Although I have written about the problems of Tor and its ethics-free coders and developers, and have an entire e-book on the subject of Snowden and his hacker helpers and the issues of Tor, Yasha Levine continues not to link to me and merely to poach from me.
I have an entire e-book, published in January 2014, called Privacy for Me and Not for Thee: The Movement for Invincible Personal Encryption, Radical State Transparency, and the Snowden Hack.
The second part of the title is exactly the problem: Tor advocates demand invincible personal encryption, which they can use as anarchists to overthrow the state and remain blind to criminal use by child pornographers, money-launderers, drug-dealers or the assassins that accompany these businesses.
I have written for years about the problems of Tor:
Yasha Levine is one of those Russians who never criticizes the Kremlin -- he's one of those Soviet emigres with something like nostalgia for the good old days, and believes evil capitalists and Yeltsin ruined Russia in the 1990s, and Putin "restored order." When I tried to place him and his sidekick Mark Ames of the old Exile, I call them "techno-Stalinists" because "techno-communists" doesn't even begin to describe their rabid hatred for America, the West, capitalism and corporations, and their vague utopian communist ideals that they never quite admit but viciously defend against all perceived enemies.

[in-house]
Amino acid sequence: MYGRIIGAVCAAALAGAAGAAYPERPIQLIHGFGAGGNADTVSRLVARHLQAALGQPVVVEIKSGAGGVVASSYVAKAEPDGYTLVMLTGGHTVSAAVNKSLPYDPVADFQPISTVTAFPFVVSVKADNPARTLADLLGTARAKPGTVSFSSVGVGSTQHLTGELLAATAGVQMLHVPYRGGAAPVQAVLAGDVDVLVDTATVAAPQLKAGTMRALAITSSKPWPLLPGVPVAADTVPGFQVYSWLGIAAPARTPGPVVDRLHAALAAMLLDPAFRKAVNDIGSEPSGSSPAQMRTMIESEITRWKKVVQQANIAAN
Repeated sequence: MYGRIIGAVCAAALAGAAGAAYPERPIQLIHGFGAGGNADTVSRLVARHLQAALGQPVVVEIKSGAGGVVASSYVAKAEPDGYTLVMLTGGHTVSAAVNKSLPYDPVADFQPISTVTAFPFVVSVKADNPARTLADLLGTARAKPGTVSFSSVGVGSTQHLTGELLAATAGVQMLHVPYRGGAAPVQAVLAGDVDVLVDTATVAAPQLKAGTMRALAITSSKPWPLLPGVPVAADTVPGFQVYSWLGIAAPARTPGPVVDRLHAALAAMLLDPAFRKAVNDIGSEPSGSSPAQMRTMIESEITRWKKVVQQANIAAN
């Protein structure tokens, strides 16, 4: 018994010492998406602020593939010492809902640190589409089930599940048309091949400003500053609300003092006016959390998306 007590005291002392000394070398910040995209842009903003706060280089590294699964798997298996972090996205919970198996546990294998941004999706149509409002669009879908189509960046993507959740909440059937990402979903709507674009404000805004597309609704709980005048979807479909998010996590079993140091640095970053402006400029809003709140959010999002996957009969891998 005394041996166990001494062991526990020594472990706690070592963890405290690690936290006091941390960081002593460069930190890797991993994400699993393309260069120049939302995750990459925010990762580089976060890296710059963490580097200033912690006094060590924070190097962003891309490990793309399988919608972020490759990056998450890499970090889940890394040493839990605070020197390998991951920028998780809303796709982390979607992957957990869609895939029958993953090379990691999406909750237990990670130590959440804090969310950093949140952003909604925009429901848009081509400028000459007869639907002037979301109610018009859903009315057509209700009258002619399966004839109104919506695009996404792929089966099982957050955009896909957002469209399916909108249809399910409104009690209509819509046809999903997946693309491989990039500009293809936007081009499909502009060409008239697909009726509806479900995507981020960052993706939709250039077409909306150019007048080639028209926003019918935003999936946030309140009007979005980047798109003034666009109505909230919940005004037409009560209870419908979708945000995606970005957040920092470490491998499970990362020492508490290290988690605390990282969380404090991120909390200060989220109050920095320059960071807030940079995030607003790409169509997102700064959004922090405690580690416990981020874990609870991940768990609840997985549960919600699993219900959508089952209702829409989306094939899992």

Levine has done several scathing articles on Tor, blasting it merely because it is funded by the US government, and never examining the real issues of crime and lack of ethics in this software -- which is a weapon. For Levine, the discovery -- that everyone else in the encryption business or watching Snowden was long since aware of -- that Tor was developed by the Navy and funded by the Department of Defense was somehow "news."
After slamming Tor merely for its association with the US government, his latest piece whines that he is smeared by the Tor staff, all of whom are on Uncle Sam's payroll even as the claim to be fighting The Man.
The Tor staff has behaved as badly as they always do, writing nasty slams and making preposterous claims for their coders' cult.